“Indians Wear Red”
With the advent of Aboriginal street gangs such as Indian Posse, Manitoba Warriors, and Native Syndicate, Winnipeg garnered a reputation as the “gang capital of Canada.” Yet beyond the stereotypes of outsiders, little is known about these street gangs and the factors and conditions that have produced them. “Indians Wear Red” locates Aboriginal street gangs in the context of the racialized poverty that has become entrenched in the colonized space of Winnipeg’s North End. Drawing upon extensive interviews with Aboriginal street gang members as well as with Aboriginal women and elders, the authors develop an understanding from “inside” the inner city and through the voices of Aboriginal people – especially street gang members themselves.
Elizabeth Comack is a professor of Sociology at the University of Manitoba. Over the past three decades she has written and conducted research on a variety of social justice topics.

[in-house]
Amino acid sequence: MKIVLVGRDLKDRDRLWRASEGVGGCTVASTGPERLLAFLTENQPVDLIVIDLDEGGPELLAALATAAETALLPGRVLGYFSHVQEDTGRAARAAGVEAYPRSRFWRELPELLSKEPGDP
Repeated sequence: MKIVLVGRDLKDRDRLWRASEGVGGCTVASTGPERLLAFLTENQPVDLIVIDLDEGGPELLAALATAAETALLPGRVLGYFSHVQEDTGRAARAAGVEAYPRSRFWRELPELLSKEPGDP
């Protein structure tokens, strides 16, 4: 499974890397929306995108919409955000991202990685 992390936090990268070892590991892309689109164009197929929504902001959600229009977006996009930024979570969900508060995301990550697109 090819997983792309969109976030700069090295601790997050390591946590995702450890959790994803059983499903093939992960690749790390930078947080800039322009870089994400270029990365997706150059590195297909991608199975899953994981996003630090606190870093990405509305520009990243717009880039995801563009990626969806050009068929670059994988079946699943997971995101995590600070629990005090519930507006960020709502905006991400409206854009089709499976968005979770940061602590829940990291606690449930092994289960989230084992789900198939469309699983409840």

Lawrence Deane is an associate professor in the Faculty of Social Work at the University of Manitoba, where he teaches in the Inner City Social Work Program. Lawrie has worked in community development for over twenty years, first in India, then in Winnipeg’s inner city, and more recently in China.
Larry Morrissette is the executive director of Ogijiita Pimatiswin Kinamatwin (OPK), an organization that works with Aboriginal street gang members. He also teaches in the Inner-City Social Work Program at the University of Manitoba and the Department of Urban and Inner-City Studies at the University of Winnipeg.
Jim Silver is a professor and chair of the Department of Urban and Inner-City Studies at the University of Winnipeg. His research interests are in inner-city, poverty-related, and community development issues.